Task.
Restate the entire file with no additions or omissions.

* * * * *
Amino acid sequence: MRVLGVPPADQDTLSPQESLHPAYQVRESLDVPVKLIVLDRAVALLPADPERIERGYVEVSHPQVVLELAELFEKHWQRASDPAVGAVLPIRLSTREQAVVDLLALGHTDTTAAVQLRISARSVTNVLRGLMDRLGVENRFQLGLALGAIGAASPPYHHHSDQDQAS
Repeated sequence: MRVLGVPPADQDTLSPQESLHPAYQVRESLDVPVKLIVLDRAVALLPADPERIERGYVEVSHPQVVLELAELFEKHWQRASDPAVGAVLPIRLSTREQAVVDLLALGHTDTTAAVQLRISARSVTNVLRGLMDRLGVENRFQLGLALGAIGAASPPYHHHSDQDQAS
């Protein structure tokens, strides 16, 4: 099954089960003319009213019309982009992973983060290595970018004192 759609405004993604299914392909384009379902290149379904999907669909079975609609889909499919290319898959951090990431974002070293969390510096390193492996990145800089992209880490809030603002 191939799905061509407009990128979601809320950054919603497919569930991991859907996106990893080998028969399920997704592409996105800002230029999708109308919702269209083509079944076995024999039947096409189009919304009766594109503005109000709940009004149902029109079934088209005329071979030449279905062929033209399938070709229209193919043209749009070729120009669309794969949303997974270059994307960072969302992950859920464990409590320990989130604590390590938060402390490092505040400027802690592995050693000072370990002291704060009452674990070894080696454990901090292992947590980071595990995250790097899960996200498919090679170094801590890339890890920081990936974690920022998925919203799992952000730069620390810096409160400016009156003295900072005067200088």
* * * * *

Amino acid sequence: MRVLGVPPADQDTLSPQESLHPAYQVRESLDVPVKLIVLDRAVALLPADPERIERGYVEVSHPQVVLELAELFEKHWQRASDPAVGAVLPIRLSTREQAVVDLLALGHTDTTAAVQLRISARSVTNVLRGLMDRLGVENRFQLGLALGAIGAASPPYHHHSDQDQAS
Repeated sequence: MRVLGVPPADQDTLSPQESLHPAYQVRESLDVPVKLIVLDRAVALLPADPERIERGYVEVSHPQVVLELAELFEKHWQRASDPAVGAVLPIRLSTREQAVVDLLALGHTDTTAAVQLRISARSVTNVLRGLMDRLGVENRFQLGLALGAIGAASPPYHHHSDQDQAS
């Protein structure tokens, strides 16, 4: 099954089960003319009213019309982009992973983060290595970018004192 759609405004993604299914392909384009379902290149379904999907669909079975609609889909499919290319898959951090990431974002070293969390510096390193492996990145800089992209880490809030603002 191939799905061509407009990128979601809320950054919603497919569930991991859907996106990893080998028969399920997704592409996105800002230029999708109308919702269209083509079944076995024999039947096409189009919304009766594109503005109000709940009004149902029109079934088209005329071979030449279905062929033209399938070709229209193919043209749009070729120009669309794969949303997974270059994307960072969302992950859920464990409590320990989130604590390590938060402390490092505040400027802690592995050693000072370990002291704060009452674990070894080696454990901090292992947590980071595990995250790097899960996200498919090679170094801590890339890890920081990936974690920022998925919203799992952000730069620390810096409160400016009156003295900072005067200088």